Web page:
Despite the fact I spend a fairly big portion of my time in them, I'm not really a huge fan of movie theaters. I really like seeing movies on a big screen with good sound, sure, but (A) tickets are too fucking expensive, (B) the blaring, nonstop advertising at chains like Regal Cinemas makes me want to strangle myself, and (C) I swear to god, don't get me started on why 90 percent of people still can't figure out how to shut up or stop texting for two goddamn hours. (Seriously, some dude was even texting through Let the Right One In at the Living Room Theaters on Saturday afternoon. "OMG vampir is like a kitty!!!!") And yes, I realize this is making me sound like a cantankerous, grumpy, out-of-touch old man, but hey, that reminds me—shut your ungrateful pie hole and get the hell off my lawn. Go watch your 30 Rockefeller on your fancy little empty-four eyephone, you little shit.
ANYWAY. Curmudgeonly bitching and moaning aside, I know I'm not alone in disliking elements of the contemporary moviegoing experience, especially since at this point, any half-decent HD TV has more or less eliminated the gap in presentation quality between watching something at home and watching something in most of Portland's theaters. And so we arrive at the much-ballyhooed promise of 3-D—which studios and theater owners have been hoping for years will once again make people excited about paying to sit in dark rooms with strangers. “I believe that this is the single greatest opportunity for the moviegoing experience since the advent of color,” Jeffrey Katzenberg rhapsodically gushed to the Times back in 2007. "It will become another consumer choice, like premium or regular gas," James Cameron told Business Week. "The premium experience of 3D will be the preferred viewing experience for action, animated, fantasy, and science fiction films."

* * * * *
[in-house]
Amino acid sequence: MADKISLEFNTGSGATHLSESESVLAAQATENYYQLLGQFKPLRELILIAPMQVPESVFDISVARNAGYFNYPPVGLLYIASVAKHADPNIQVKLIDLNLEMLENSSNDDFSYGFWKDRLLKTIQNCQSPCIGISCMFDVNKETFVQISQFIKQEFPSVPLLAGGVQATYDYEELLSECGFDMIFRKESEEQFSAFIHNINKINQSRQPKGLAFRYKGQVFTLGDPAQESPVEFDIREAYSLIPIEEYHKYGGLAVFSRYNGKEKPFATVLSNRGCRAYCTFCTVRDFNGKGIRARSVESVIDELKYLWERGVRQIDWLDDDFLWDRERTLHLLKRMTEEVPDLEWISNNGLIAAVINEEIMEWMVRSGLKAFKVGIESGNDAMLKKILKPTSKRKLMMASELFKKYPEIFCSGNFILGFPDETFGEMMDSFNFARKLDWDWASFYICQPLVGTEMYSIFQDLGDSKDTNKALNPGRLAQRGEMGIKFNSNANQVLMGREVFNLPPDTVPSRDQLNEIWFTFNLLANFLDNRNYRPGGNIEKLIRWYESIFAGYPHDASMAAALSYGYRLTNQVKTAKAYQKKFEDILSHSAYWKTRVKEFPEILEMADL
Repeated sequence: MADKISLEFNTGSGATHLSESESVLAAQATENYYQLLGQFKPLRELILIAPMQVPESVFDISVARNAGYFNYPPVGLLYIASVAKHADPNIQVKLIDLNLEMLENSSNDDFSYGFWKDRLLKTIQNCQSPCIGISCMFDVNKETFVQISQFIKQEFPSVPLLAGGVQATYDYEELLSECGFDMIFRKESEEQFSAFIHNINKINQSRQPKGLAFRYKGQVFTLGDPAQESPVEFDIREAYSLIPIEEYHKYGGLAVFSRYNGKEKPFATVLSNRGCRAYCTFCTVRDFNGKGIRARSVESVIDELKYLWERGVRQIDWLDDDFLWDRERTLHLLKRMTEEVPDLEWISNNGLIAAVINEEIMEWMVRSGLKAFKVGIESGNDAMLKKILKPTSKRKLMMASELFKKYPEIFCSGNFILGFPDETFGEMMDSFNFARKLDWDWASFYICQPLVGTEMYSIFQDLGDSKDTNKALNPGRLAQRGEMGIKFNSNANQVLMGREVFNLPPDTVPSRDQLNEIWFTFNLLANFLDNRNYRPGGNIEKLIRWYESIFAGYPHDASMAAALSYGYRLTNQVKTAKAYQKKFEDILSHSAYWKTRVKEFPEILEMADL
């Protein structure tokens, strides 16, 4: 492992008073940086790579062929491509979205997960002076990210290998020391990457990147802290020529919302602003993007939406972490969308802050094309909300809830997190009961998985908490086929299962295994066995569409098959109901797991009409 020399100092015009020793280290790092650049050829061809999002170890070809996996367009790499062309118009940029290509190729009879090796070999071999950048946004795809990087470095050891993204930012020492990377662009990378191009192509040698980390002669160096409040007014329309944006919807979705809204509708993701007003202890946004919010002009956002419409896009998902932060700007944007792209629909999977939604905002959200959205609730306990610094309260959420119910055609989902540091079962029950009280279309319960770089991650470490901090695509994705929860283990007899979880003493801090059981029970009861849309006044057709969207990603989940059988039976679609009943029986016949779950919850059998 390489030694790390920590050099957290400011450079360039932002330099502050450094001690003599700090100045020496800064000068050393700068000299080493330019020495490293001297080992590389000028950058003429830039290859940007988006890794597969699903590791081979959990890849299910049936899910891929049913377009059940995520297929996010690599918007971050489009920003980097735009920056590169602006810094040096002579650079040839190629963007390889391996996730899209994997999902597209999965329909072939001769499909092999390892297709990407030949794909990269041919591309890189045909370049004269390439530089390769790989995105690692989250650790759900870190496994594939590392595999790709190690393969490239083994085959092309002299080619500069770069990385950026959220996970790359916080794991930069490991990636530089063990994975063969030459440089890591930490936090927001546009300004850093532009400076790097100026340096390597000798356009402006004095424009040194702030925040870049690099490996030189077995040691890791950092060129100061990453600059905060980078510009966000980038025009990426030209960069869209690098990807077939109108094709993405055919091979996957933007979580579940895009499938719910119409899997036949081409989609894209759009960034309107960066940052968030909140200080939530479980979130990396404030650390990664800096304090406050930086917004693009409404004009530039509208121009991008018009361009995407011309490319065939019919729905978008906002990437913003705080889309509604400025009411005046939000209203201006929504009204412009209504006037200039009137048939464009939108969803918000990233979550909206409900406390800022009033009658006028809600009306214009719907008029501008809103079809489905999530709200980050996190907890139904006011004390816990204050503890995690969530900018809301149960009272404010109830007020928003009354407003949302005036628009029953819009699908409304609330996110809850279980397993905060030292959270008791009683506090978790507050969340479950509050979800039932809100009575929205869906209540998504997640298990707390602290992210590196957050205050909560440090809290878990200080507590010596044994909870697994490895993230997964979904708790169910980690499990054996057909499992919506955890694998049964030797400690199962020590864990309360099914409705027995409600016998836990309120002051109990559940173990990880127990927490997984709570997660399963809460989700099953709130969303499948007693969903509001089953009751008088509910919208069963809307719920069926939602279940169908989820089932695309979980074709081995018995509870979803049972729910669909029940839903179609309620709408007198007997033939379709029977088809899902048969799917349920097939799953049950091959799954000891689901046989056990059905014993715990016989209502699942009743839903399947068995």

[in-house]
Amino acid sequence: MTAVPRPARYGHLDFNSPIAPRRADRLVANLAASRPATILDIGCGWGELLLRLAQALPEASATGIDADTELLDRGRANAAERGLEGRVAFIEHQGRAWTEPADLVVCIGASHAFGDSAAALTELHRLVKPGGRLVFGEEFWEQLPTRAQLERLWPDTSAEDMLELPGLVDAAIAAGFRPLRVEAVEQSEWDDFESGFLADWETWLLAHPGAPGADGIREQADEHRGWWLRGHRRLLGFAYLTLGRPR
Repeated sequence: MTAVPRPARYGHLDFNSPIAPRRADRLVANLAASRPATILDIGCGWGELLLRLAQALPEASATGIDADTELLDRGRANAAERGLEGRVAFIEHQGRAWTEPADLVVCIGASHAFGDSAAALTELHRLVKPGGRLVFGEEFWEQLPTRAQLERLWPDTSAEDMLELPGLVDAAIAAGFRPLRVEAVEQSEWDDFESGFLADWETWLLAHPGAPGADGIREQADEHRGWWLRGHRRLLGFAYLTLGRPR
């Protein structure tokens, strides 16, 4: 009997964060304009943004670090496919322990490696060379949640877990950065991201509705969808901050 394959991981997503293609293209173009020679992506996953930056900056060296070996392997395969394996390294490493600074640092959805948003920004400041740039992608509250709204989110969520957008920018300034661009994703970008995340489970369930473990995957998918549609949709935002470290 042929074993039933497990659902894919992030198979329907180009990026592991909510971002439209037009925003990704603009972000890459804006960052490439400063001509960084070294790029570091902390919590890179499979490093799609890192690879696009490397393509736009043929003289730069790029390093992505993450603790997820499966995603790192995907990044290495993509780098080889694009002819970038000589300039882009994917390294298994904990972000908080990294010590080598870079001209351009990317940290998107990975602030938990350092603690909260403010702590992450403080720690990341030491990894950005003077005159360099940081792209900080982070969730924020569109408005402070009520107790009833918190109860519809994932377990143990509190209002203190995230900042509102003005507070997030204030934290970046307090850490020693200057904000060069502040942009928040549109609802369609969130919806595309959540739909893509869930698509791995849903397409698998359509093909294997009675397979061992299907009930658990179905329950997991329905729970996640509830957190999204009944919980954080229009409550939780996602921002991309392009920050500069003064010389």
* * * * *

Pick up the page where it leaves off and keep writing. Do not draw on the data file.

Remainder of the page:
Maybe Cameron's right—films like Bolt, Beowulf, and everyone's favorite, U2 3D, have apparently done well enough to introduce the format to moviegoers, and Cameron's own 3-D mega-opus, Avatar, comes out in December—and if you don't think that's gonna change things, you might want to revisit the intersections of technology and box office demonstrated by Cameron's Titanic and Terminator 2.
Anyway, 3-D—whether you like it or not—is now heading into your home, too. Hit the jump for the details on the 3D ad for Monsters vs. Aliens that'll air during the Super Bowl, plus news on the 3-D television sets debuting at the Consumer Electronics Show this week in Vegas.
The official press release about the Monsters vs. Aliens business, by way of ComingSoon.net:
DreamWorks Animation SKG, Inc. and PepsiCo’s SoBe Lifewater today announced that they have joined together with Intel Corporation and NBC to create a first-of-its kind, nationwide ‘Monstrous’ 3D event for Super Bowl XLIII. This first-ever all 3D Super Bowl commercial break event will mark the debut of DreamWorks Animation’s premier 3D movie trailer for its upcoming feature film, Monsters vs. Aliens, which comes to theaters in the U.S. on March 27th.